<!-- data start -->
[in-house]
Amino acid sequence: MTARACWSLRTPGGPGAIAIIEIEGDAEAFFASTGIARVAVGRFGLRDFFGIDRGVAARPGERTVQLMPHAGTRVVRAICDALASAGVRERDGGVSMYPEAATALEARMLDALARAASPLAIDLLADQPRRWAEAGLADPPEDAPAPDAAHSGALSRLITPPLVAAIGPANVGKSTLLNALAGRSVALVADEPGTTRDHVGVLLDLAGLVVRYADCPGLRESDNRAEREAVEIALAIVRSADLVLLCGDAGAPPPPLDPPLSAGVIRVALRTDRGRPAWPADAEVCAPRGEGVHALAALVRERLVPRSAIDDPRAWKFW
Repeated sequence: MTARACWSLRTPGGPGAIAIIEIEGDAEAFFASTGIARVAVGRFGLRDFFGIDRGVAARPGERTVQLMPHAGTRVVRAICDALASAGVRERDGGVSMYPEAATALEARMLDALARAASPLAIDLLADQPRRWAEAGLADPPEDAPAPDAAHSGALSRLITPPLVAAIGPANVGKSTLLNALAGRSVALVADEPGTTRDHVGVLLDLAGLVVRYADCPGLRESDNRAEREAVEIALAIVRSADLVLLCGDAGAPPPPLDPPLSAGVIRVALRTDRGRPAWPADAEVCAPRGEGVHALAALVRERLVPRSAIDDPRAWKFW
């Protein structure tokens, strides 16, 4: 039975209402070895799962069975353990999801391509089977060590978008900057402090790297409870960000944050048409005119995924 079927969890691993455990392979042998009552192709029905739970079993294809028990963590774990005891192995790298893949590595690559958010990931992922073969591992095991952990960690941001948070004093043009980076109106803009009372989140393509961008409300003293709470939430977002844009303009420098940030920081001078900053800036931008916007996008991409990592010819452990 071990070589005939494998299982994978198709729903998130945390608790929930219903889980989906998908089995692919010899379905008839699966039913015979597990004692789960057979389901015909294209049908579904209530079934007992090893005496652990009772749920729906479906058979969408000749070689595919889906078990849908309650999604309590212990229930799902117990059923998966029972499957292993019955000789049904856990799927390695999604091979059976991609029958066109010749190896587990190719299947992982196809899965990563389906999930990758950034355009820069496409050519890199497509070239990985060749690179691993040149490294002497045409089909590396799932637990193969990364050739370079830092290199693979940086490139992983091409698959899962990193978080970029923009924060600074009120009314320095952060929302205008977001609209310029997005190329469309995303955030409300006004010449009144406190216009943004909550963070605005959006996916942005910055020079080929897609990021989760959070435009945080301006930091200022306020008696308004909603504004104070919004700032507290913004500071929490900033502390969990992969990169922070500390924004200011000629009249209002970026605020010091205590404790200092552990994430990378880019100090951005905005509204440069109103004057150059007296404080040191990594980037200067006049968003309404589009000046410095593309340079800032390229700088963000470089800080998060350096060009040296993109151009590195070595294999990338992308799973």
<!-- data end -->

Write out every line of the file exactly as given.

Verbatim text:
[in-house]
Amino acid sequence: MTARACWSLRTPGGPGAIAIIEIEGDAEAFFASTGIARVAVGRFGLRDFFGIDRGVAARPGERTVQLMPHAGTRVVRAICDALASAGVRERDGGVSMYPEAATALEARMLDALARAASPLAIDLLADQPRRWAEAGLADPPEDAPAPDAAHSGALSRLITPPLVAAIGPANVGKSTLLNALAGRSVALVADEPGTTRDHVGVLLDLAGLVVRYADCPGLRESDNRAEREAVEIALAIVRSADLVLLCGDAGAPPPPLDPPLSAGVIRVALRTDRGRPAWPADAEVCAPRGEGVHALAALVRERLVPRSAIDDPRAWKFW
Repeated sequence: MTARACWSLRTPGGPGAIAIIEIEGDAEAFFASTGIARVAVGRFGLRDFFGIDRGVAARPGERTVQLMPHAGTRVVRAICDALASAGVRERDGGVSMYPEAATALEARMLDALARAASPLAIDLLADQPRRWAEAGLADPPEDAPAPDAAHSGALSRLITPPLVAAIGPANVGKSTLLNALAGRSVALVADEPGTTRDHVGVLLDLAGLVVRYADCPGLRESDNRAEREAVEIALAIVRSADLVLLCGDAGAPPPPLDPPLSAGVIRVALRTDRGRPAWPADAEVCAPRGEGVHALAALVRERLVPRSAIDDPRAWKFW
């Protein structure tokens, strides 16, 4: 039975209402070895799962069975353990999801391509089977060590978008900057402090790297409870960000944050048409005119995924 079927969890691993455990392979042998009552192709029905739970079993294809028990963590774990005891192995790298893949590595690559958010990931992922073969591992095991952990960690941001948070004093043009980076109106803009009372989140393509961008409300003293709470939430977002844009303009420098940030920081001078900053800036931008916007996008991409990592010819452990 071990070589005939494998299982994978198709729903998130945390608790929930219903889980989906998908089995692919010899379905008839699966039913015979597990004692789960057979389901015909294209049908579904209530079934007992090893005496652990009772749920729906479906058979969408000749070689595919889906078990849908309650999604309590212990229930799902117990059923998966029972499957292993019955000789049904856990799927390695999604091979059976991609029958066109010749190896587990190719299947992982196809899965990563389906999930990758950034355009820069496409050519890199497509070239990985060749690179691993040149490294002497045409089909590396799932637990193969990364050739370079830092290199693979940086490139992983091409698959899962990193978080970029923009924060600074009120009314320095952060929302205008977001609209310029997005190329469309995303955030409300006004010449009144406190216009943004909550963070605005959006996916942005910055020079080929897609990021989760959070435009945080301006930091200022306020008696308004909603504004104070919004700032507290913004500071929490900033502390969990992969990169922070500390924004200011000629009249209002970026605020010091205590404790200092552990994430990378880019100090951005905005509204440069109103004057150059007296404080040191990594980037200067006049968003309404589009000046410095593309340079800032390229700088963000470089800080998060350096060009040296993109151009590195070595294999990338992308799973």